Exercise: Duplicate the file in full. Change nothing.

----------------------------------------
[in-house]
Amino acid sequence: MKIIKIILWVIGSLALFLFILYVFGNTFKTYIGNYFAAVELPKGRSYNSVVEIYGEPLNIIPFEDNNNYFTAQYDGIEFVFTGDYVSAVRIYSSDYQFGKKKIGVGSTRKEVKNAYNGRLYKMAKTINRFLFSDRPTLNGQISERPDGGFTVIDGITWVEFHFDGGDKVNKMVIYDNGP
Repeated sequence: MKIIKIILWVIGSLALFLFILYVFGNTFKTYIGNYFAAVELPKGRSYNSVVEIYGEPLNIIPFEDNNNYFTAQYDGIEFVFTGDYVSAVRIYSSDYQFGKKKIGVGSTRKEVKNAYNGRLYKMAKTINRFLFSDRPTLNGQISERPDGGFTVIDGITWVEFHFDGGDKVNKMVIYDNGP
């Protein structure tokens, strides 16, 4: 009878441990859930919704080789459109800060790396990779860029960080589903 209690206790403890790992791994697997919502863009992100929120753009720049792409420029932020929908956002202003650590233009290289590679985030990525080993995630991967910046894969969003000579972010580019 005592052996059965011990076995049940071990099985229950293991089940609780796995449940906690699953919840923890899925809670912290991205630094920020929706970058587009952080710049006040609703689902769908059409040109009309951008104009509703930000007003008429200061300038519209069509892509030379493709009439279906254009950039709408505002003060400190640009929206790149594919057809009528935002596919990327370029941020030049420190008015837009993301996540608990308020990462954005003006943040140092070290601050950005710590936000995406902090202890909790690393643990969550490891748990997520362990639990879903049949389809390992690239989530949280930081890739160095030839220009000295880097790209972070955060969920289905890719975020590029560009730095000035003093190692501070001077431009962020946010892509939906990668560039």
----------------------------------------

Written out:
[in-house]
Amino acid sequence: MKIIKIILWVIGSLALFLFILYVFGNTFKTYIGNYFAAVELPKGRSYNSVVEIYGEPLNIIPFEDNNNYFTAQYDGIEFVFTGDYVSAVRIYSSDYQFGKKKIGVGSTRKEVKNAYNGRLYKMAKTINRFLFSDRPTLNGQISERPDGGFTVIDGITWVEFHFDGGDKVNKMVIYDNGP
Repeated sequence: MKIIKIILWVIGSLALFLFILYVFGNTFKTYIGNYFAAVELPKGRSYNSVVEIYGEPLNIIPFEDNNNYFTAQYDGIEFVFTGDYVSAVRIYSSDYQFGKKKIGVGSTRKEVKNAYNGRLYKMAKTINRFLFSDRPTLNGQISERPDGGFTVIDGITWVEFHFDGGDKVNKMVIYDNGP
């Protein structure tokens, strides 16, 4: 009878441990859930919704080789459109800060790396990779860029960080589903 209690206790403890790992791994697997919502863009992100929120753009720049792409420029932020929908956002202003650590233009290289590679985030990525080993995630991967910046894969969003000579972010580019 005592052996059965011990076995049940071990099985229950293991089940609780796995449940906690699953919840923890899925809670912290991205630094920020929706970058587009952080710049006040609703689902769908059409040109009309951008104009509703930000007003008429200061300038519209069509892509030379493709009439279906254009950039709408505002003060400190640009929206790149594919057809009528935002596919990327370029941020030049420190008015837009993301996540608990308020990462954005003006943040140092070290601050950005710590936000995406902090202890909790690393643990969550490891748990997520362990639990879903049949389809390992690239989530949280930081890739160095030839220009000295880097790209972070955060969920289905890719975020590029560009730095000035003093190692501070001077431009962020946010892509939906990668560039």